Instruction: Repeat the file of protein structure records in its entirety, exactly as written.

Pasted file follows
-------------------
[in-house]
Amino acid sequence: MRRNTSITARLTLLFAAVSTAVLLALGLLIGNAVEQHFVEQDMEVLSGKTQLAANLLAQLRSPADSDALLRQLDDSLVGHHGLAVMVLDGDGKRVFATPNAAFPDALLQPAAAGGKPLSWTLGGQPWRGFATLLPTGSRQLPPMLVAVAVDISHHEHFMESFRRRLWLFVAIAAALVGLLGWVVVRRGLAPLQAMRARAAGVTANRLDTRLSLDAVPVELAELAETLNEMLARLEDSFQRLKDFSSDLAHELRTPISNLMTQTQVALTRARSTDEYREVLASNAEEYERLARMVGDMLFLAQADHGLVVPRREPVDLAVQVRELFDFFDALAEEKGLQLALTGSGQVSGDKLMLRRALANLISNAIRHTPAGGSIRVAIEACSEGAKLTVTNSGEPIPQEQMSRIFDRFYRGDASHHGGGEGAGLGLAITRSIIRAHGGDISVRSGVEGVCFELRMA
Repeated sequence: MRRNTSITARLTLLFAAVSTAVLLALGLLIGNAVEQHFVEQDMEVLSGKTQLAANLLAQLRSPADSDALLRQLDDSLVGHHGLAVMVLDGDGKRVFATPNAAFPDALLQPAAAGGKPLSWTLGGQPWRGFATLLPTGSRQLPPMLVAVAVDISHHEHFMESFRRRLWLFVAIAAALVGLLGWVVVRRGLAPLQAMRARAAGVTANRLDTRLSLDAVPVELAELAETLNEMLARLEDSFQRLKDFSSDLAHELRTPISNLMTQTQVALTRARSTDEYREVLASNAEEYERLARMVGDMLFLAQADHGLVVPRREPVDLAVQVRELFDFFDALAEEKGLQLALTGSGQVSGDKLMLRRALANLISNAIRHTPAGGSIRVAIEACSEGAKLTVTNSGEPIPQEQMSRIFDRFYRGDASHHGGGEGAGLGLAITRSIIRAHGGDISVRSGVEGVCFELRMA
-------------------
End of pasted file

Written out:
[in-house]
Amino acid sequence: MRRNTSITARLTLLFAAVSTAVLLALGLLIGNAVEQHFVEQDMEVLSGKTQLAANLLAQLRSPADSDALLRQLDDSLVGHHGLAVMVLDGDGKRVFATPNAAFPDALLQPAAAGGKPLSWTLGGQPWRGFATLLPTGSRQLPPMLVAVAVDISHHEHFMESFRRRLWLFVAIAAALVGLLGWVVVRRGLAPLQAMRARAAGVTANRLDTRLSLDAVPVELAELAETLNEMLARLEDSFQRLKDFSSDLAHELRTPISNLMTQTQVALTRARSTDEYREVLASNAEEYERLARMVGDMLFLAQADHGLVVPRREPVDLAVQVRELFDFFDALAEEKGLQLALTGSGQVSGDKLMLRRALANLISNAIRHTPAGGSIRVAIEACSEGAKLTVTNSGEPIPQEQMSRIFDRFYRGDASHHGGGEGAGLGLAITRSIIRAHGGDISVRSGVEGVCFELRMA
Repeated sequence: MRRNTSITARLTLLFAAVSTAVLLALGLLIGNAVEQHFVEQDMEVLSGKTQLAANLLAQLRSPADSDALLRQLDDSLVGHHGLAVMVLDGDGKRVFATPNAAFPDALLQPAAAGGKPLSWTLGGQPWRGFATLLPTGSRQLPPMLVAVAVDISHHEHFMESFRRRLWLFVAIAAALVGLLGWVVVRRGLAPLQAMRARAAGVTANRLDTRLSLDAVPVELAELAETLNEMLARLEDSFQRLKDFSSDLAHELRTPISNLMTQTQVALTRARSTDEYREVLASNAEEYERLARMVGDMLFLAQADHGLVVPRREPVDLAVQVRELFDFFDALAEEKGLQLALTGSGQVSGDKLMLRRALANLISNAIRHTPAGGSIRVAIEACSEGAKLTVTNSGEPIPQEQMSRIFDRFYRGDASHHGGGEGAGLGLAITRSIIRAHGGDISVRSGVEGVCFELRMA